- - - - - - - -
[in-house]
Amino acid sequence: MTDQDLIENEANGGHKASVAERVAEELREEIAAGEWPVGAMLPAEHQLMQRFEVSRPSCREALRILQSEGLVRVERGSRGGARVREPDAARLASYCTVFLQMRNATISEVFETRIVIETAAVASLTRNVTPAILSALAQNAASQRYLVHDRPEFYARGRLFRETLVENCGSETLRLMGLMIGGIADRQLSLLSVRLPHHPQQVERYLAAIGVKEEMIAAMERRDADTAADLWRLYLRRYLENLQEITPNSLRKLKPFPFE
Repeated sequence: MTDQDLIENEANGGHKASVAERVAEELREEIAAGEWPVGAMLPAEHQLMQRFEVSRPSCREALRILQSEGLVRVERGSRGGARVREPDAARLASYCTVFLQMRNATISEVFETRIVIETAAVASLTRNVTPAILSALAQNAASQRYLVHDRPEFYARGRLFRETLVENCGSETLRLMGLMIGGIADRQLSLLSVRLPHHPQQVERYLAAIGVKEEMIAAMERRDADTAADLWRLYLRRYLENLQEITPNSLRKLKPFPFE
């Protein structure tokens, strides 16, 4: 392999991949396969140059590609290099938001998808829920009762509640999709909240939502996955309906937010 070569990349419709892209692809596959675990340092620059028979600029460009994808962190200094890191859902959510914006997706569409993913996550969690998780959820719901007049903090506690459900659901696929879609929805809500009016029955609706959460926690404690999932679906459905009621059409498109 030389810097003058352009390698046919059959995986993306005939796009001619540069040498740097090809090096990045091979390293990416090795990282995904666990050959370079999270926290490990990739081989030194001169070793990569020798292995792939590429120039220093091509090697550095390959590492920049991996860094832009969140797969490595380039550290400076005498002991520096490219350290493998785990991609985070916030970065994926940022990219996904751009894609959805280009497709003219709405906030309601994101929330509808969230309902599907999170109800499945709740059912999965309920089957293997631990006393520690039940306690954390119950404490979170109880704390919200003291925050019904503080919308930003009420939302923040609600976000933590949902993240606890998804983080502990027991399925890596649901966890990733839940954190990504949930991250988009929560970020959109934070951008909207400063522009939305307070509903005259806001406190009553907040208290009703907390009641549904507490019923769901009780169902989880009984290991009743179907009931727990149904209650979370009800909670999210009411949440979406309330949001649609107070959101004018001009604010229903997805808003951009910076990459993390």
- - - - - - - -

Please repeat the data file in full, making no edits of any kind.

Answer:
[in-house]
Amino acid sequence: MTDQDLIENEANGGHKASVAERVAEELREEIAAGEWPVGAMLPAEHQLMQRFEVSRPSCREALRILQSEGLVRVERGSRGGARVREPDAARLASYCTVFLQMRNATISEVFETRIVIETAAVASLTRNVTPAILSALAQNAASQRYLVHDRPEFYARGRLFRETLVENCGSETLRLMGLMIGGIADRQLSLLSVRLPHHPQQVERYLAAIGVKEEMIAAMERRDADTAADLWRLYLRRYLENLQEITPNSLRKLKPFPFE
Repeated sequence: MTDQDLIENEANGGHKASVAERVAEELREEIAAGEWPVGAMLPAEHQLMQRFEVSRPSCREALRILQSEGLVRVERGSRGGARVREPDAARLASYCTVFLQMRNATISEVFETRIVIETAAVASLTRNVTPAILSALAQNAASQRYLVHDRPEFYARGRLFRETLVENCGSETLRLMGLMIGGIADRQLSLLSVRLPHHPQQVERYLAAIGVKEEMIAAMERRDADTAADLWRLYLRRYLENLQEITPNSLRKLKPFPFE
């Protein structure tokens, strides 16, 4: 392999991949396969140059590609290099938001998808829920009762509640999709909240939502996955309906937010 070569990349419709892209692809596959675990340092620059028979600029460009994808962190200094890191859902959510914006997706569409993913996550969690998780959820719901007049903090506690459900659901696929879609929805809500009016029955609706959460926690404690999932679906459905009621059409498109 030389810097003058352009390698046919059959995986993306005939796009001619540069040498740097090809090096990045091979390293990416090795990282995904666990050959370079999270926290490990990739081989030194001169070793990569020798292995792939590429120039220093091509090697550095390959590492920049991996860094832009969140797969490595380039550290400076005498002991520096490219350290493998785990991609985070916030970065994926940022990219996904751009894609959805280009497709003219709405906030309601994101929330509808969230309902599907999170109800499945709740059912999965309920089957293997631990006393520690039940306690954390119950404490979170109880704390919200003291925050019904503080919308930003009420939302923040609600976000933590949902993240606890998804983080502990027991399925890596649901966890990733839940954190990504949930991250988009929560970020959109934070951008909207400063522009939305307070509903005259806001406190009553907040208290009703907390009641549904507490019923769901009780169902989880009984290991009743179907009931727990149904209650979370009800909670999210009411949440979406309330949001649609107070959101004018001009604010229903997805808003951009910076990459993390």